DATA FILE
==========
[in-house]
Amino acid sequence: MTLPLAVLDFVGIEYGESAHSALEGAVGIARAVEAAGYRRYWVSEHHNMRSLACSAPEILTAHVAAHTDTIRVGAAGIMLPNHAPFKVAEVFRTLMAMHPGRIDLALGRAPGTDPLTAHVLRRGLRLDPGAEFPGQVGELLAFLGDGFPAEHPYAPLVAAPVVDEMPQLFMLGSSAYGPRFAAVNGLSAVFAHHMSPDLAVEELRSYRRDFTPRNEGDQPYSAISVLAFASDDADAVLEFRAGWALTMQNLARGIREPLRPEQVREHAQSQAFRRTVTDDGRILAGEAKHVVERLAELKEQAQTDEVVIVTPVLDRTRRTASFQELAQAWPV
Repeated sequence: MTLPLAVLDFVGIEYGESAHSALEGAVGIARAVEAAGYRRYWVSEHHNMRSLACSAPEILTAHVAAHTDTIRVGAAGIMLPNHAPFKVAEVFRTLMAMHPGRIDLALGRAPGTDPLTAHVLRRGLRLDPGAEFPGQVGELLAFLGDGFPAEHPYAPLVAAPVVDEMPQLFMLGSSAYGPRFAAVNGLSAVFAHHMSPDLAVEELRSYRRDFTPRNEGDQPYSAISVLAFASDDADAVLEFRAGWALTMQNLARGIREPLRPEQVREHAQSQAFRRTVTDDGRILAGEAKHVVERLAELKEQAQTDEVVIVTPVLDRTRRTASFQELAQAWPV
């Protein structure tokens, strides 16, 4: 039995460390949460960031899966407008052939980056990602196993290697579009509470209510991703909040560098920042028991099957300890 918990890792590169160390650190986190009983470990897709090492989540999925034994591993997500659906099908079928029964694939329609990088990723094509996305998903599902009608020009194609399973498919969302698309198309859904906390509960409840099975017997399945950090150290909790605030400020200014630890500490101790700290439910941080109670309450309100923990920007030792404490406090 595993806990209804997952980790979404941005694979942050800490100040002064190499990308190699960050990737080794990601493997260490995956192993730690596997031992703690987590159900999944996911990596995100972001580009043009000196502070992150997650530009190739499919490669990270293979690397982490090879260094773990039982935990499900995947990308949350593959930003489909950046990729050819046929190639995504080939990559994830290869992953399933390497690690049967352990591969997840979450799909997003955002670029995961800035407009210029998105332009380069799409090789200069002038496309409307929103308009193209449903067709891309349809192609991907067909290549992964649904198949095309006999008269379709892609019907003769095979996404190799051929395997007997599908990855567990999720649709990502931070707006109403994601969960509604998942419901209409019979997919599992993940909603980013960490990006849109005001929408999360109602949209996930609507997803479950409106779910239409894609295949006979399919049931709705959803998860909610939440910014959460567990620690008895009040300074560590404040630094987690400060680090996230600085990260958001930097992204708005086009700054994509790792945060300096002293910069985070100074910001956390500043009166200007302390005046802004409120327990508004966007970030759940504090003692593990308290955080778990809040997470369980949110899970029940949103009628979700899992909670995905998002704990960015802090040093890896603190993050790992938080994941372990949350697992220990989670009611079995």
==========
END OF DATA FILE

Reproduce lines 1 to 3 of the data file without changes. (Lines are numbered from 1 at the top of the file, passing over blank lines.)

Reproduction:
[in-house]
Amino acid sequence: MTLPLAVLDFVGIEYGESAHSALEGAVGIARAVEAAGYRRYWVSEHHNMRSLACSAPEILTAHVAAHTDTIRVGAAGIMLPNHAPFKVAEVFRTLMAMHPGRIDLALGRAPGTDPLTAHVLRRGLRLDPGAEFPGQVGELLAFLGDGFPAEHPYAPLVAAPVVDEMPQLFMLGSSAYGPRFAAVNGLSAVFAHHMSPDLAVEELRSYRRDFTPRNEGDQPYSAISVLAFASDDADAVLEFRAGWALTMQNLARGIREPLRPEQVREHAQSQAFRRTVTDDGRILAGEAKHVVERLAELKEQAQTDEVVIVTPVLDRTRRTASFQELAQAWPV
Repeated sequence: MTLPLAVLDFVGIEYGESAHSALEGAVGIARAVEAAGYRRYWVSEHHNMRSLACSAPEILTAHVAAHTDTIRVGAAGIMLPNHAPFKVAEVFRTLMAMHPGRIDLALGRAPGTDPLTAHVLRRGLRLDPGAEFPGQVGELLAFLGDGFPAEHPYAPLVAAPVVDEMPQLFMLGSSAYGPRFAAVNGLSAVFAHHMSPDLAVEELRSYRRDFTPRNEGDQPYSAISVLAFASDDADAVLEFRAGWALTMQNLARGIREPLRPEQVREHAQSQAFRRTVTDDGRILAGEAKHVVERLAELKEQAQTDEVVIVTPVLDRTRRTASFQELAQAWPV